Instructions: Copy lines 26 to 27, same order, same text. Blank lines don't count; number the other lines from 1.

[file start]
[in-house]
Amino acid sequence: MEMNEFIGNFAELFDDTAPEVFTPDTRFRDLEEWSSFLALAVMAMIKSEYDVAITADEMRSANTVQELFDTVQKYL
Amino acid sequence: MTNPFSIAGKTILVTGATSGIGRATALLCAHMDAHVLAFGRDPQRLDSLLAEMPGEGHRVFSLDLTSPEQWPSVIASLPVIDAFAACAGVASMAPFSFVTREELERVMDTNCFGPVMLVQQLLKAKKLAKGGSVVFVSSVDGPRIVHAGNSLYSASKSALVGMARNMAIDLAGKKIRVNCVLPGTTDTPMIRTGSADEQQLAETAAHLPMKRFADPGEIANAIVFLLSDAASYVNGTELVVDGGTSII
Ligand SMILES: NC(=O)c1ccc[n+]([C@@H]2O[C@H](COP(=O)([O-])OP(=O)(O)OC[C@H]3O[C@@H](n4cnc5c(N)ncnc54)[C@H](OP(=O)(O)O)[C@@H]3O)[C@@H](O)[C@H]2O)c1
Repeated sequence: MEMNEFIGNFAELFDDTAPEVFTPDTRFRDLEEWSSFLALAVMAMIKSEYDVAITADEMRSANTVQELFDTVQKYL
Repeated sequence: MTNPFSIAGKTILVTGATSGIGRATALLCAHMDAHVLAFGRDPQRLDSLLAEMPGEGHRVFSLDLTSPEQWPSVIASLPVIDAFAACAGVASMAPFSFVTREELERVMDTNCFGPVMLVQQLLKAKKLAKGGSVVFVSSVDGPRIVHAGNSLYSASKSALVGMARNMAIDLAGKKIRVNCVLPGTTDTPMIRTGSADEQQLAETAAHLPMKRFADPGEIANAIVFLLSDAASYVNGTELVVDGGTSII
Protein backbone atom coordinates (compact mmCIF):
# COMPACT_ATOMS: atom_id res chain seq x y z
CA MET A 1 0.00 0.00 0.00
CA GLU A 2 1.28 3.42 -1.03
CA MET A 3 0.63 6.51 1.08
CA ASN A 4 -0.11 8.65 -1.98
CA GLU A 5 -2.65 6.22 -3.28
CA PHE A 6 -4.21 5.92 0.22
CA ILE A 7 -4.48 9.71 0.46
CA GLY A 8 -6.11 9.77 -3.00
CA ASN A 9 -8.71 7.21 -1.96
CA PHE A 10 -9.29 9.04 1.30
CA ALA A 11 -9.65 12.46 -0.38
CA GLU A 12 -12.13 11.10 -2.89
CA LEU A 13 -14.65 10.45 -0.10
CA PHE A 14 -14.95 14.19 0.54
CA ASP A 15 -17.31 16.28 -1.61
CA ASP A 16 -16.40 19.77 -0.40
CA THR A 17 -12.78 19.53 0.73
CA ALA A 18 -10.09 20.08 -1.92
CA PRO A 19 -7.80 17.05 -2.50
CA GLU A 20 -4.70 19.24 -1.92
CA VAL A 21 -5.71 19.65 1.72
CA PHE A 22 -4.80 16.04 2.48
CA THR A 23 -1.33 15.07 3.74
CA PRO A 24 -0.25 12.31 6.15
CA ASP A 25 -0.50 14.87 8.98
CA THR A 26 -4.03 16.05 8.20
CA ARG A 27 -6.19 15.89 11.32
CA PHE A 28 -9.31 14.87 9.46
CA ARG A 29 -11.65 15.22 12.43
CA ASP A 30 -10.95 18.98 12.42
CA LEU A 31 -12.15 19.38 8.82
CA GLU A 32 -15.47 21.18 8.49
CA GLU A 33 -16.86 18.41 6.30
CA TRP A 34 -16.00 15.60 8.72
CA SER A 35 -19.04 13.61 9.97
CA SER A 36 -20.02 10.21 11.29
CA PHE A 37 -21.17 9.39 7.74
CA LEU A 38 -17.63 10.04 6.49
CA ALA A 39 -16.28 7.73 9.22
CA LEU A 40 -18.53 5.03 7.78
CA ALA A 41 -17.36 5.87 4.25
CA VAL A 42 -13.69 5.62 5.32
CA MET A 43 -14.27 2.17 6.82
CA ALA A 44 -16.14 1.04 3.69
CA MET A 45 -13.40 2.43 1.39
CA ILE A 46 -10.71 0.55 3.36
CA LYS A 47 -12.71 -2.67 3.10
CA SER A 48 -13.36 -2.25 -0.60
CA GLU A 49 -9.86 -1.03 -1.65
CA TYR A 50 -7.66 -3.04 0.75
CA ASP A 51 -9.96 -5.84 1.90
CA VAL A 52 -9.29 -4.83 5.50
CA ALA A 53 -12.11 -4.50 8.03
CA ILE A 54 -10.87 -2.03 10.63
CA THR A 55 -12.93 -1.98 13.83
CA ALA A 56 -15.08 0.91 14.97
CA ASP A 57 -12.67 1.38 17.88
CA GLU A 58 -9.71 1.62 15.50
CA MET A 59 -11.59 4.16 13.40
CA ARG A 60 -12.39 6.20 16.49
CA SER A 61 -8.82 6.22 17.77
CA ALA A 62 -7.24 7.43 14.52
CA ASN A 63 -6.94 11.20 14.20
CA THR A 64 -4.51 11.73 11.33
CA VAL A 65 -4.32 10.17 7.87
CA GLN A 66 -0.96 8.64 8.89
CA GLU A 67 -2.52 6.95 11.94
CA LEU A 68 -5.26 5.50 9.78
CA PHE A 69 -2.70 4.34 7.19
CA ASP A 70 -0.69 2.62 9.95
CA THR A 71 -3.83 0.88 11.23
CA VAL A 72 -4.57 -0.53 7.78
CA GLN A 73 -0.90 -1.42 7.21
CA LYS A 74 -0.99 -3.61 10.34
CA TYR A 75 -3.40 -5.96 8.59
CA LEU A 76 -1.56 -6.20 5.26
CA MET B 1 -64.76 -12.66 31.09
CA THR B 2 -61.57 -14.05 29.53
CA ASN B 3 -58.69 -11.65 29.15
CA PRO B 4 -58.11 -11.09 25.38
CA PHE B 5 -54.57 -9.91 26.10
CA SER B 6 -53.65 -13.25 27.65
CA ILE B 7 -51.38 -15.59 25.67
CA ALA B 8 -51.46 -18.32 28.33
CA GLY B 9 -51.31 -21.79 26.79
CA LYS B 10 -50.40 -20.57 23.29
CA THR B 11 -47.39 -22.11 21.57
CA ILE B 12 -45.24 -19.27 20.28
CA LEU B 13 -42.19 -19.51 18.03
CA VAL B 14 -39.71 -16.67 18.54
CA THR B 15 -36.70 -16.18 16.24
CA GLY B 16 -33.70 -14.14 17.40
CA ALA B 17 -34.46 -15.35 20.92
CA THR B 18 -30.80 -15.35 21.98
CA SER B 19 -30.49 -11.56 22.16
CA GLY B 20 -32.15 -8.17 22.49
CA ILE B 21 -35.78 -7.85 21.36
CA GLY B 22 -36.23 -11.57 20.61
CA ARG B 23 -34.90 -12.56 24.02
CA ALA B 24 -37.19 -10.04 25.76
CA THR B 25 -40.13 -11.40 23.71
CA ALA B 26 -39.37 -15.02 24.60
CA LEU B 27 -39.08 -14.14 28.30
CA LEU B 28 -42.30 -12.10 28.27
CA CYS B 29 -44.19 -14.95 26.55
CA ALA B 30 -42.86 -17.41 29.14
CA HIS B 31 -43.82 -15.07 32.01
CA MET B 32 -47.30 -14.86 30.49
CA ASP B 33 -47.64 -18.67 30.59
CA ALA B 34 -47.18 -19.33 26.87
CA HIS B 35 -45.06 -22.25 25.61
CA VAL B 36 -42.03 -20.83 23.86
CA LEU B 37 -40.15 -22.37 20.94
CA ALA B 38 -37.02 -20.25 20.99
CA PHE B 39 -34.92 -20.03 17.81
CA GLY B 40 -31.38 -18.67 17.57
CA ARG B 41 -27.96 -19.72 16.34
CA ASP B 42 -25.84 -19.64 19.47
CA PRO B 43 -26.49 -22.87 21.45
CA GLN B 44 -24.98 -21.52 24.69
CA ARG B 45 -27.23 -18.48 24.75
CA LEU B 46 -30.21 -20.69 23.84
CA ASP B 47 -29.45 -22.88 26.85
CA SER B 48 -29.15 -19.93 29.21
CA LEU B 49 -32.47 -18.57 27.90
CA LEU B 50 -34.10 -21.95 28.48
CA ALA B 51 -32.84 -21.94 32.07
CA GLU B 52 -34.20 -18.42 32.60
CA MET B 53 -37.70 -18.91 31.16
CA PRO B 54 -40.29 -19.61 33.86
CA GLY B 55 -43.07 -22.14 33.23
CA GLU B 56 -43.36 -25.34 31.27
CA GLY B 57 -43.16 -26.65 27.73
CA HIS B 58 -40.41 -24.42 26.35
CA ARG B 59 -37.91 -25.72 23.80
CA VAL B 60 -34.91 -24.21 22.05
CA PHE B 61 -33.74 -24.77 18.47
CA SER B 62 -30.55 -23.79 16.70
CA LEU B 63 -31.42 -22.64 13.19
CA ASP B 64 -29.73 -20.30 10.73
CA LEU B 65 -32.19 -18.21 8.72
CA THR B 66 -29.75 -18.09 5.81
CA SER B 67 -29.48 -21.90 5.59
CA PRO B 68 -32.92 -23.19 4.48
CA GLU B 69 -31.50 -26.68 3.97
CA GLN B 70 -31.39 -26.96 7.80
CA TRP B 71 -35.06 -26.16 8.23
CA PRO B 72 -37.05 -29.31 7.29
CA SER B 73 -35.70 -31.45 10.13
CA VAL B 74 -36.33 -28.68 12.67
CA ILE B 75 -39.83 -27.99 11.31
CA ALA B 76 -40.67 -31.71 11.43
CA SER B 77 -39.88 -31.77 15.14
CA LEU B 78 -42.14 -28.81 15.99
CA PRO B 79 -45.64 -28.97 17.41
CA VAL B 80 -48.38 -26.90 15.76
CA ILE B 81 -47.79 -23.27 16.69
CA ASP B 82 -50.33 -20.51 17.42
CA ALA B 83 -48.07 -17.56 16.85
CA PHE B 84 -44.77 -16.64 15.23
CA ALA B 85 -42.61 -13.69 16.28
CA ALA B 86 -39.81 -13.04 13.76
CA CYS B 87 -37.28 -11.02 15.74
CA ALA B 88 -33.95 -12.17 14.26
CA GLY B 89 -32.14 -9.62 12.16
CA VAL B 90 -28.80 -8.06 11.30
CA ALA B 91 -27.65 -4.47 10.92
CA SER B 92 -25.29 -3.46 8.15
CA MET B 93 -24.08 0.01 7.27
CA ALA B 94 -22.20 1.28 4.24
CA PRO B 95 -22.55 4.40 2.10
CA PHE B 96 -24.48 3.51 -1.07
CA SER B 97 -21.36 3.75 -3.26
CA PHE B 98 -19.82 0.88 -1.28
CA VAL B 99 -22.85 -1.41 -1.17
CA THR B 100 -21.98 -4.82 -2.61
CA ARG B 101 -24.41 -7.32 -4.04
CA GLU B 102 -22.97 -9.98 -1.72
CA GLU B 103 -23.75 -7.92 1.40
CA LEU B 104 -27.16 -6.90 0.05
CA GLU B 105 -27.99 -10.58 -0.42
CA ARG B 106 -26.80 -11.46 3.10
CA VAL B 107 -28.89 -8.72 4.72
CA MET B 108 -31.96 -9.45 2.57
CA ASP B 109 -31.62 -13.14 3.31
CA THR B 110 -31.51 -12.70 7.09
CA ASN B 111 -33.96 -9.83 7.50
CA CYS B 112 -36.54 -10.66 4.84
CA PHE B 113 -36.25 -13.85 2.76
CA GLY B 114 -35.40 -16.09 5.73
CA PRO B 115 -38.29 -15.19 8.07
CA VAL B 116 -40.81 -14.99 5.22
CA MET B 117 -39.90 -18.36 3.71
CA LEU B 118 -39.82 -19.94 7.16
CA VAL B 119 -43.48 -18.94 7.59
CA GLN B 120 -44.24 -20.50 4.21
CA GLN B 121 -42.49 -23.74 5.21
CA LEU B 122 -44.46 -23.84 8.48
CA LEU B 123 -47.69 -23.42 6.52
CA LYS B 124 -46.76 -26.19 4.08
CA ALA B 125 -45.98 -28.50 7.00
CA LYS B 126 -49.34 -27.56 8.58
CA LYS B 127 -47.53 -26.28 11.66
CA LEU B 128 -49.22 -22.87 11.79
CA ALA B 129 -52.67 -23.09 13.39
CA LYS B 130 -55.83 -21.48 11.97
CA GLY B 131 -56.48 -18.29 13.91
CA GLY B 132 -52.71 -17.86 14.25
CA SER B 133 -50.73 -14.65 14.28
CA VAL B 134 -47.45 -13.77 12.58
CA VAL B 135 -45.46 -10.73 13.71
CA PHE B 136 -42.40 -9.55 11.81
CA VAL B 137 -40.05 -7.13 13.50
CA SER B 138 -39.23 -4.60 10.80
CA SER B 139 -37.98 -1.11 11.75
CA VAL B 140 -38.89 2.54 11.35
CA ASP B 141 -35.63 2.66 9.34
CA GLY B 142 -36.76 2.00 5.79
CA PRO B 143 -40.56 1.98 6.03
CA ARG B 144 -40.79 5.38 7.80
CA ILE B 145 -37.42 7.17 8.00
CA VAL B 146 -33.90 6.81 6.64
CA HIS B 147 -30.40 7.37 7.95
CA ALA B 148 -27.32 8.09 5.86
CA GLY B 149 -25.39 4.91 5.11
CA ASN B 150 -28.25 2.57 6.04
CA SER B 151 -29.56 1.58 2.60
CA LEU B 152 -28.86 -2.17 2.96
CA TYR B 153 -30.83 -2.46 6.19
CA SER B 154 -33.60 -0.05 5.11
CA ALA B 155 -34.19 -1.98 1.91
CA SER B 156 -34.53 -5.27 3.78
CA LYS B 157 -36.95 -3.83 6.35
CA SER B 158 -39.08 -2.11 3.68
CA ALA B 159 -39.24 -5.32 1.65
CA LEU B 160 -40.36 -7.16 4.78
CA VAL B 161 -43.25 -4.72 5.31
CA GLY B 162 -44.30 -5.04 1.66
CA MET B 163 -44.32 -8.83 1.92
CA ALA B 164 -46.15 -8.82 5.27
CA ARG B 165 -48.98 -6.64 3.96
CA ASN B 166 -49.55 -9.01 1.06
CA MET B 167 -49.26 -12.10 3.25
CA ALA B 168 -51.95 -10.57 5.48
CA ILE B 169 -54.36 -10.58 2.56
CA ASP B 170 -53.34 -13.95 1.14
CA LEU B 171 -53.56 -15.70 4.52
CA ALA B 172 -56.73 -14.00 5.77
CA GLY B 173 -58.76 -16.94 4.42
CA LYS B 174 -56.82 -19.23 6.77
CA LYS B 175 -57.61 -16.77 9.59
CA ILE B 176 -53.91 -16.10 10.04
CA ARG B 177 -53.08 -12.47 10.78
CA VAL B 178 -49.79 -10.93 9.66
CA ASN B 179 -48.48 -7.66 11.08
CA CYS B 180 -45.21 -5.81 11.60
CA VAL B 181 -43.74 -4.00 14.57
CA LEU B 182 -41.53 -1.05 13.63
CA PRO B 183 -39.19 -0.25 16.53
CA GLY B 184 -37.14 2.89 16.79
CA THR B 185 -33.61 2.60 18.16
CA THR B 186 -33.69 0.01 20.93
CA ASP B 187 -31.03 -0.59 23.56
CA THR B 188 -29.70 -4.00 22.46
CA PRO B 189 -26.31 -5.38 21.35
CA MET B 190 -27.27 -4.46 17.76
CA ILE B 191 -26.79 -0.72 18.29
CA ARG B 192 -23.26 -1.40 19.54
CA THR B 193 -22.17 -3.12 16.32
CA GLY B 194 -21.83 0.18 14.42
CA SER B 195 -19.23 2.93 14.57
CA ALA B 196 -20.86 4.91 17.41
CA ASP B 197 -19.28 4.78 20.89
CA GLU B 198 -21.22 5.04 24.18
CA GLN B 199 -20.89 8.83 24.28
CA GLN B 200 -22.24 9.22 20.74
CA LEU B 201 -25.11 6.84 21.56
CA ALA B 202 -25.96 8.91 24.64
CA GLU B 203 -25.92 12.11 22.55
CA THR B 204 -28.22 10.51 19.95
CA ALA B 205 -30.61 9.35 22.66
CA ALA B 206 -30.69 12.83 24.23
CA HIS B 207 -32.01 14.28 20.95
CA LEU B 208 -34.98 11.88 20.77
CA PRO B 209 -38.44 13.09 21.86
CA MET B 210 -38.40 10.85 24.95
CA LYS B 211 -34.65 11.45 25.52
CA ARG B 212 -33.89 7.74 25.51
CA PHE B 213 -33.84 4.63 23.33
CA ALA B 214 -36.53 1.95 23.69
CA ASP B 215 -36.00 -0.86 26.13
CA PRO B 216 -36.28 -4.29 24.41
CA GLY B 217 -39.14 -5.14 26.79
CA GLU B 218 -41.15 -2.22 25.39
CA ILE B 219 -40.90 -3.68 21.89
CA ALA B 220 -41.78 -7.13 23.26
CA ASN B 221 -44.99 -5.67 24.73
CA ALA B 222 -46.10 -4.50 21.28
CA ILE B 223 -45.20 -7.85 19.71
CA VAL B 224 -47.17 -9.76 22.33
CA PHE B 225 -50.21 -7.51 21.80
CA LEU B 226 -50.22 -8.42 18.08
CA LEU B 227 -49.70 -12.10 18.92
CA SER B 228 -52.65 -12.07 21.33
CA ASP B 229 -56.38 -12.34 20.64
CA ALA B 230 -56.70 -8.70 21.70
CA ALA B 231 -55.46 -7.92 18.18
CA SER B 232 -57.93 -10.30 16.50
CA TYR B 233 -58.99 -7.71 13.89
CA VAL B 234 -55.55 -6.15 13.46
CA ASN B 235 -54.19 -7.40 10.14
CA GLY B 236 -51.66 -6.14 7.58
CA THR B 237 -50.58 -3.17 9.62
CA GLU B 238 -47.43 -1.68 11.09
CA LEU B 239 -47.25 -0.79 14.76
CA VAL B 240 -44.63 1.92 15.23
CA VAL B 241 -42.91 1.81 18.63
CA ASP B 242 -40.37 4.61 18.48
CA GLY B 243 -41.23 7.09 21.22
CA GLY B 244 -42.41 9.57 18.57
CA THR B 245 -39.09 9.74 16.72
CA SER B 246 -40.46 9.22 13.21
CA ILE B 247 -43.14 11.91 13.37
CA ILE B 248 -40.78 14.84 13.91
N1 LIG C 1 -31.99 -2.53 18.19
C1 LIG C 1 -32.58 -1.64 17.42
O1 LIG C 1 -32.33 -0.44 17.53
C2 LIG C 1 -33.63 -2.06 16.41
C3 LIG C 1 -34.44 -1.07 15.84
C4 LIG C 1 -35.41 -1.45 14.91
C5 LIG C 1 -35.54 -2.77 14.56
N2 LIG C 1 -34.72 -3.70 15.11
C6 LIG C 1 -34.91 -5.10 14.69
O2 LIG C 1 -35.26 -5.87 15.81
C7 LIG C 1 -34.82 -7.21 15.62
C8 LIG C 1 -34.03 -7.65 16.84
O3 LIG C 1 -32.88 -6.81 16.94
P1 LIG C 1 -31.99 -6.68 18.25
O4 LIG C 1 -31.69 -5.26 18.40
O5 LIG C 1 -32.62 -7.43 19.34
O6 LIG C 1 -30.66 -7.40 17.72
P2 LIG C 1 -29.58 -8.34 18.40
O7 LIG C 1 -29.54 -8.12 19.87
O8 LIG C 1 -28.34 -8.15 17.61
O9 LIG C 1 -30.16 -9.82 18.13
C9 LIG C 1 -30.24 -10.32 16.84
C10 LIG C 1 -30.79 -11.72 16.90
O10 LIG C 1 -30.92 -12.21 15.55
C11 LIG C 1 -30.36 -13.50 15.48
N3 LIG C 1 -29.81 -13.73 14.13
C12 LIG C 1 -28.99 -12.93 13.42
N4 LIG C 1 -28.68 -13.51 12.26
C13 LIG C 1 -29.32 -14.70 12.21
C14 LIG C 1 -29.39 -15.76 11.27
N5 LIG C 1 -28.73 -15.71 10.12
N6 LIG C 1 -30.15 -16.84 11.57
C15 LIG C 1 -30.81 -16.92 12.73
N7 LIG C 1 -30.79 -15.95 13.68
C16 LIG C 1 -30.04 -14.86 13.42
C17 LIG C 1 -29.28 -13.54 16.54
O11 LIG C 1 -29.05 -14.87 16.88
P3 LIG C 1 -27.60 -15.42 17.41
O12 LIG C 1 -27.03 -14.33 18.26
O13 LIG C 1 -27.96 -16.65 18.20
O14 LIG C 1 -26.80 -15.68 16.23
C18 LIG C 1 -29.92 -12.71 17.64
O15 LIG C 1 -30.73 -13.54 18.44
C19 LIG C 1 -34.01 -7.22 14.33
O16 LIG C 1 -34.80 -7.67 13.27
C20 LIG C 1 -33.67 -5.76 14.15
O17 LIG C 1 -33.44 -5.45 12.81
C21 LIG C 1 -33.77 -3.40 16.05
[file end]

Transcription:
CA ALA A 18 -10.09 20.08 -1.92
CA PRO A 19 -7.80 17.05 -2.50